Test Coverage Metrics – Whiteboard Friday

In last weeks Whiteboard Friday episode we talked about measuring software quality metrics to gauge the health of the application that’s under test.  Inevitably, the next core set of metrics that you want to analyze revolves around coverage.  For example, “Of these tests that are passing or failing, what are are the artifacts or area of my application that they are designed to ensure my products are produced in a high quality.”

Today we are going to breakdown coverage into three categories:

  • New feature coverage
  • Application Area Coverage..which can also be rolled into regression coverage.
  • Code Coverage

Watch the full video below:

Catch last weeks episode here — “Measuring Software Quality Metrics”

In this episode you will learn about test coverage metrics

  • CORE
    • Number of requirements covered / Total number of requirements * 100 → but this is only one part of coverage
    • Test Cases by Requirement – Most common way for new feature testing, is to see how many test do we have aligned with a user story or a requirement
    • Defects per requirement — the test cases might be fine, but the requirement might be what’s causing all the problems
    • Requirements without test coverage– Some requirements might not need auditable test cases with steps, but still need to have a charter or exploratory test session created against them for coverage.  It’s important to know “we are about to push this user story out into production, are we ok that we haven’t had any testing against it.” ?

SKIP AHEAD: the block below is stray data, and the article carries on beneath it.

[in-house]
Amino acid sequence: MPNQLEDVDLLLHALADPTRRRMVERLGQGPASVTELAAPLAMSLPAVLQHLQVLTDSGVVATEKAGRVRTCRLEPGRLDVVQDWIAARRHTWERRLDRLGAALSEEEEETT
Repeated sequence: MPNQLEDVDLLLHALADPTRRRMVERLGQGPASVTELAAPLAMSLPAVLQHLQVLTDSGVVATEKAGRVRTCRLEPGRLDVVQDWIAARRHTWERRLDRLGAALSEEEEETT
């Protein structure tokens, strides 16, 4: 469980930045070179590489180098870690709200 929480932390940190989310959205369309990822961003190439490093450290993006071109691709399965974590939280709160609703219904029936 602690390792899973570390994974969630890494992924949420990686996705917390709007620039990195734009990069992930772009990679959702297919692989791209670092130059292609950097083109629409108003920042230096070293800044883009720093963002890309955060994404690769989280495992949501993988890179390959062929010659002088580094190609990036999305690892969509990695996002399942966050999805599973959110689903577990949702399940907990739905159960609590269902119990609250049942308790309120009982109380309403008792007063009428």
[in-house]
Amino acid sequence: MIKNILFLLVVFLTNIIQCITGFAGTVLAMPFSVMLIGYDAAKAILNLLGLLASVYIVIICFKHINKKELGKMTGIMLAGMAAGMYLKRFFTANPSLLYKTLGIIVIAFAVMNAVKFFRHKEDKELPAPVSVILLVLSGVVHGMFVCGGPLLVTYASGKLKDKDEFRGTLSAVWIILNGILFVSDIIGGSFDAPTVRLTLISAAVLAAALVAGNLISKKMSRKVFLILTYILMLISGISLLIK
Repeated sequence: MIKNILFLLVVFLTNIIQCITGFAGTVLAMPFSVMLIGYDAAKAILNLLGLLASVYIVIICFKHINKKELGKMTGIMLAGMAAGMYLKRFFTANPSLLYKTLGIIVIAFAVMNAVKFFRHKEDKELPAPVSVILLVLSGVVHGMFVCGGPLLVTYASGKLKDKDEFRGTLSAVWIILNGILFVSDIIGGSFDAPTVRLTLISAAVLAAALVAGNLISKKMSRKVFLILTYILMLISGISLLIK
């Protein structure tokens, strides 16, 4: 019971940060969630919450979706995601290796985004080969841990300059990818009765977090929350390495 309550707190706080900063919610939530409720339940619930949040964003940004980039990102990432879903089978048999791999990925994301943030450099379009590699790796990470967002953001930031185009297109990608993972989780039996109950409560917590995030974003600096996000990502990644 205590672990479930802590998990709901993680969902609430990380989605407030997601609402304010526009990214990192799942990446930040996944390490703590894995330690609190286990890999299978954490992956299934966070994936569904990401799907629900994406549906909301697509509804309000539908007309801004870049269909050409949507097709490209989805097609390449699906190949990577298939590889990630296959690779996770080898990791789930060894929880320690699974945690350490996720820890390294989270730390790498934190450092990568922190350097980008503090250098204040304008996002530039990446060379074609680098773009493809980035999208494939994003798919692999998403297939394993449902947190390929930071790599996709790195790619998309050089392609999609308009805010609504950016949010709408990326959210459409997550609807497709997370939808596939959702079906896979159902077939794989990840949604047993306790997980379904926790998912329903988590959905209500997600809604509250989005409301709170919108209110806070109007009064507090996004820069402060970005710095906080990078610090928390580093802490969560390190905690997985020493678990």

• Heat map visualization –This is key for understanding Risk within your application.  For example, we can apply a heat back to new feature testing to indicate where our troubled requirement are and we can apply it to an application area to pull the coverage from regression

Full Video Transcript Below:

Hey, everyone. Welcome back to Whiteboard Friday. We’re continuing our series on Metrics That Matter. Last time we talked about software quality metrics basically measuring through more of a results-driven type reporting on what’s passing, what’s failing and how can I actually align that back to producing better quality software.

Inevitably, the next question’s going to be now that I’ve got quality metrics, what are my coverage metrics. Coverage metrics are usually broken down into the new feature testing that actually occurs, your application area coverage and then also code coverage. Those are usually the main three that people talk about when they talk about are we covering the tests that we’re actually aligning our quality metrics to. We’ve got, again, just like last time, we’ve got some core reports we want to talk about. We’ve got some extra ones, and we’ve got some tips to actually be aware of as you’re going through and looking at these coverage reports.

The first one is really the basic one around requirements that actually do coverage, which is a coverage report that would take the coverage divided by the actual total required, the requirements are in total. So I’ve got 90 covered requirements, and I’ve got 100 of them total, then I’ve got 90% coverage on those particular requirements. That’s usually one that everyone wants to know, which is out of the total coverage requirements I have, what is actually my coverage percentage? We get to a 90% coverage rate there.

The next one is looking at your test cases per requirement. This is really helpful when you break it down into seeing these laid out with the actual result next to it. You’ve got your requirements, you’ve got a coverage rate of 90 but in that 90%, what’s passing, what’s failing. You’re actually aligning results to it, not just, “Yeah, we have a test case that covers it.” Usually what happens here is that you’ll get a coverage percentage, but you have no idea what actually goes into the results of that coverage percentage. So you’re actually want to be aligned to make sure that your test cases with the results back to that coverage.